My decade: Owen Reilly, estate agent
AT THE START of the decade I worked in Gunne’s Lucan branch as a junior negotiator in residential sales, on a basic salary of £8,000. The office had no internet or e-mail. We relied on signs, newspaper ads, walk-ins and good old-fashioned callbacks to sell. It was a fantastic place to learn the trade. I loved the job and I still do.
The market was going only one way – up – and though experienced chaps cautioned me that the property game hadn’t always been like this, it sounded to me like ancient history.
After a couple of years – which included a temporary slowdown in the market in late 2001 – I was promoted to negotiator and given a patch encompassing Lucan, Leixlip, Celbridge and Dublin 15. Many of my clients worked in Intel or Hewlett-Packard. The volume of sales was huge. In one day I negotiated terms on six houses. I spent only three years in the Lucan office, but in that time I sold one house three times, as clients traded up.
Next came a couple of years in Ballsbridge and Rathgar, where auction sales were popular. My first was a former nursing home. I put what I thought was an accurate guide price on it and we advertised for three weeks. The hammer came down 40 per cent above the guide.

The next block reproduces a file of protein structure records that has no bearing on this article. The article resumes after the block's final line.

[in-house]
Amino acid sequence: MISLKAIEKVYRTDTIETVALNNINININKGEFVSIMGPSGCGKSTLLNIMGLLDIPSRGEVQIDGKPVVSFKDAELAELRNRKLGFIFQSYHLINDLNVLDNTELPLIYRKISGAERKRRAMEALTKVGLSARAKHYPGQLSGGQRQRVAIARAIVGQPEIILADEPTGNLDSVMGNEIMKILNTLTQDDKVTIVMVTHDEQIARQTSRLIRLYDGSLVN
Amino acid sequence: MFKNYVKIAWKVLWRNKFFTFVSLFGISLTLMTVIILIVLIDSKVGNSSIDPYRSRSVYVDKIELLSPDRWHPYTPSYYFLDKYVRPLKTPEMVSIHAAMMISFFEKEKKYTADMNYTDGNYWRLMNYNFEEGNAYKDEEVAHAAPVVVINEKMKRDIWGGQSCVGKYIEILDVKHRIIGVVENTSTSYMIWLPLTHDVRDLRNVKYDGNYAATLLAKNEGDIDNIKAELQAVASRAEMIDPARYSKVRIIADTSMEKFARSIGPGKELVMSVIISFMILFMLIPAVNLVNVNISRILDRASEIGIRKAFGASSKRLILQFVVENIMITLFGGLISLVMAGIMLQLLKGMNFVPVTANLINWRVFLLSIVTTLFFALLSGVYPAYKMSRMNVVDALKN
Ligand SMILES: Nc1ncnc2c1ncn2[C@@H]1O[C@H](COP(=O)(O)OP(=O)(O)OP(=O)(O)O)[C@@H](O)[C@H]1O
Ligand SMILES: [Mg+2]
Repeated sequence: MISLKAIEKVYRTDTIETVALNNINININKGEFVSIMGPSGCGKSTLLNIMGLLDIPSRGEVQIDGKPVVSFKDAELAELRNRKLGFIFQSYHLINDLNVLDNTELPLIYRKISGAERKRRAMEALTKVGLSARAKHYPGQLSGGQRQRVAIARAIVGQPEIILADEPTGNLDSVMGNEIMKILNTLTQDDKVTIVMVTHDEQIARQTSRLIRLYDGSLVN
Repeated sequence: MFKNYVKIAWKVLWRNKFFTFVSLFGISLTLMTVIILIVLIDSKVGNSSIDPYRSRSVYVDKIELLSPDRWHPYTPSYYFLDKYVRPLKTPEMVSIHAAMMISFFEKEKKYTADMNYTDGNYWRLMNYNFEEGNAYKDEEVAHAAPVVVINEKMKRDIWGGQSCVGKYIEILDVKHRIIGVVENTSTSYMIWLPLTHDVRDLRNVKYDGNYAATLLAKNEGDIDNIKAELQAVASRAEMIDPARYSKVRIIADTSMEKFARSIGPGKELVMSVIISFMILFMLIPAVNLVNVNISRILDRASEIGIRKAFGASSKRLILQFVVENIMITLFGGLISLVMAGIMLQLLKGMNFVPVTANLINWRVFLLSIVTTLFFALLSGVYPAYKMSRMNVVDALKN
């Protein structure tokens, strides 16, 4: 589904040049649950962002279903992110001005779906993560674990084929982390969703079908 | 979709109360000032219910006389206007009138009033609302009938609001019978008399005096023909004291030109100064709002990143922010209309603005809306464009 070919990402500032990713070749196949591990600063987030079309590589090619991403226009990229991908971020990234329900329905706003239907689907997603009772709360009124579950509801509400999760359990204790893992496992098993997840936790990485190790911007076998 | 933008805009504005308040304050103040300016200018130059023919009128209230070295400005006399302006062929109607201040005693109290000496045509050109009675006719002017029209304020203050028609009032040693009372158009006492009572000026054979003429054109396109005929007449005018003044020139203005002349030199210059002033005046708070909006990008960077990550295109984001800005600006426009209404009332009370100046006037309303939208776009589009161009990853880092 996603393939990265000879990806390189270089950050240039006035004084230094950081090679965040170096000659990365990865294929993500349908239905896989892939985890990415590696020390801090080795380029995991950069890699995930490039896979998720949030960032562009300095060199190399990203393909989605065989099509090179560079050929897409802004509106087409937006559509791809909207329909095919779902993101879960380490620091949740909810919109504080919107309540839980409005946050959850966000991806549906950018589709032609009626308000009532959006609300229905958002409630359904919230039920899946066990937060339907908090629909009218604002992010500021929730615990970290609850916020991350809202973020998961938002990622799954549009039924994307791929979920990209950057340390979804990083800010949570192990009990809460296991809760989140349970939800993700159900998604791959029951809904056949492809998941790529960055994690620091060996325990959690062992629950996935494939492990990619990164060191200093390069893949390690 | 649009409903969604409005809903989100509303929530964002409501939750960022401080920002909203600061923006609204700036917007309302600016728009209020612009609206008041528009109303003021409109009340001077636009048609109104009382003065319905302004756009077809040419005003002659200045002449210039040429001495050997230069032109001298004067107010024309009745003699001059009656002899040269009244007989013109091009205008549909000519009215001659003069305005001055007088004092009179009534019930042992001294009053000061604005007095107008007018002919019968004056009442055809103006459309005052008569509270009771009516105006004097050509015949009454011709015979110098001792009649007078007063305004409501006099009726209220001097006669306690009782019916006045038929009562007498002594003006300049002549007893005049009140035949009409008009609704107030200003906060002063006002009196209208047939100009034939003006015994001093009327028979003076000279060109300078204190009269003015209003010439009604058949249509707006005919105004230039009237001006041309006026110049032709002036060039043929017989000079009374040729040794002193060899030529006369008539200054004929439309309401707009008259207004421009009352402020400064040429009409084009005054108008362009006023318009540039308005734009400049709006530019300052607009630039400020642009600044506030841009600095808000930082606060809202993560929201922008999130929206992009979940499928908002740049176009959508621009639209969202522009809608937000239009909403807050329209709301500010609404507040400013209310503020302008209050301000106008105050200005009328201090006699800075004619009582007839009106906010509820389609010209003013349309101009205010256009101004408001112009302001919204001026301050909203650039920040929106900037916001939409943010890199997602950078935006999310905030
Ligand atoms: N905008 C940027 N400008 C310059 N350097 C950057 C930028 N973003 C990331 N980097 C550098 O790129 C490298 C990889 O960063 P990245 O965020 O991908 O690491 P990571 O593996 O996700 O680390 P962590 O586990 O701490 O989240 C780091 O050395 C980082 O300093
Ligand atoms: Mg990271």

In 2005 I had my first experience of a big new-homes launch in Kilmainham. We planned to sell over 200 apartments from the plans, using little more than colour-coded charts and a smart-looking model. At 5am on launch day I got a text saying people had been queuing overnight. When we opened the doors, buyers burst through. That day we sold over 100 apartments. Some people bought two or three.
It seems a lifetime ago. I thought the market would go on forever. I remember trying to convince a buyer in Ballsbridge that Dublin would soon compete with Manhattan, Mayfair and Paris in terms of property prices. I believed it.
I noticed a slowdown in autumn 2006, when we launched phase two of a development and sold only 10 homes. That summer, a minister had spoken about the possibility of stamp duty being abolished in the budget. This created uncertainty and, as interest rates rose, the market stalled. The first advertised price drops started in early 2007, and it has been a race to the floor ever since.
At the end of 2007 I set up my own firm in the Docklands, where I was and am living. In January 2008, I took delivery of a window display, but had no properties to put in it. That was a very difficult year. This one has been better, because sellers are more realistic. Prices have now corrected between 35 per cent and 65 per cent since the peak of 2006. It is too early to say if this is the beginning of the recovery, but it is definitely the beginning of the end of the slowdown.